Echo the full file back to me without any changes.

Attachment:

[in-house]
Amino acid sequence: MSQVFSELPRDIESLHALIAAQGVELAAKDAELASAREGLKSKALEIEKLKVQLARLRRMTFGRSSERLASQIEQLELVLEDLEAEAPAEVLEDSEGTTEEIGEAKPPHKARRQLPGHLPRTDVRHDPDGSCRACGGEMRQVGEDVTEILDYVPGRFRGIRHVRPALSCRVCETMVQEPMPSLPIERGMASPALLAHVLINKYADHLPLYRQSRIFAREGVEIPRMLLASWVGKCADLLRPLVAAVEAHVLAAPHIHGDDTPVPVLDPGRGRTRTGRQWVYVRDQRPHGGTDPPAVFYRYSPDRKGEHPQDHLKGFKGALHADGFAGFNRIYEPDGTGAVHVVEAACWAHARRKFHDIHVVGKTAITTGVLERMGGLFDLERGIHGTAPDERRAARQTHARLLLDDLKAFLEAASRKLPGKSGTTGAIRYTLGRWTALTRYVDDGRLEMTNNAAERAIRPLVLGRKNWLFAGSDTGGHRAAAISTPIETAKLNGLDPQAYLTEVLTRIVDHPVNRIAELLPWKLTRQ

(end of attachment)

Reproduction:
[in-house]
Amino acid sequence: MSQVFSELPRDIESLHALIAAQGVELAAKDAELASAREGLKSKALEIEKLKVQLARLRRMTFGRSSERLASQIEQLELVLEDLEAEAPAEVLEDSEGTTEEIGEAKPPHKARRQLPGHLPRTDVRHDPDGSCRACGGEMRQVGEDVTEILDYVPGRFRGIRHVRPALSCRVCETMVQEPMPSLPIERGMASPALLAHVLINKYADHLPLYRQSRIFAREGVEIPRMLLASWVGKCADLLRPLVAAVEAHVLAAPHIHGDDTPVPVLDPGRGRTRTGRQWVYVRDQRPHGGTDPPAVFYRYSPDRKGEHPQDHLKGFKGALHADGFAGFNRIYEPDGTGAVHVVEAACWAHARRKFHDIHVVGKTAITTGVLERMGGLFDLERGIHGTAPDERRAARQTHARLLLDDLKAFLEAASRKLPGKSGTTGAIRYTLGRWTALTRYVDDGRLEMTNNAAERAIRPLVLGRKNWLFAGSDTGGHRAAAISTPIETAKLNGLDPQAYLTEVLTRIVDHPVNRIAELLPWKLTRQ